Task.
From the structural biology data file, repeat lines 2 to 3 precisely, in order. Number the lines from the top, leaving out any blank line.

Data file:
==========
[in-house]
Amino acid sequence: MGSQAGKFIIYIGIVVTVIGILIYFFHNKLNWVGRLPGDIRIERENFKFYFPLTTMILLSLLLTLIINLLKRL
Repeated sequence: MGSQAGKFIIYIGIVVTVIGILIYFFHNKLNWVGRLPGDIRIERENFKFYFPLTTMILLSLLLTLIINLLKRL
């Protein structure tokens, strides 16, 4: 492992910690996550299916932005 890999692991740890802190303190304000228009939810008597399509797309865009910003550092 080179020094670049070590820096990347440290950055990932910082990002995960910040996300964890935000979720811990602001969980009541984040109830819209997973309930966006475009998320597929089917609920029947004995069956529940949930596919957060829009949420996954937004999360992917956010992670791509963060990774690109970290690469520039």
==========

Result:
Amino acid sequence: MGSQAGKFIIYIGIVVTVIGILIYFFHNKLNWVGRLPGDIRIERENFKFYFPLTTMILLSLLLTLIINLLKRL
Repeated sequence: MGSQAGKFIIYIGIVVTVIGILIYFFHNKLNWVGRLPGDIRIERENFKFYFPLTTMILLSLLLTLIINLLKRL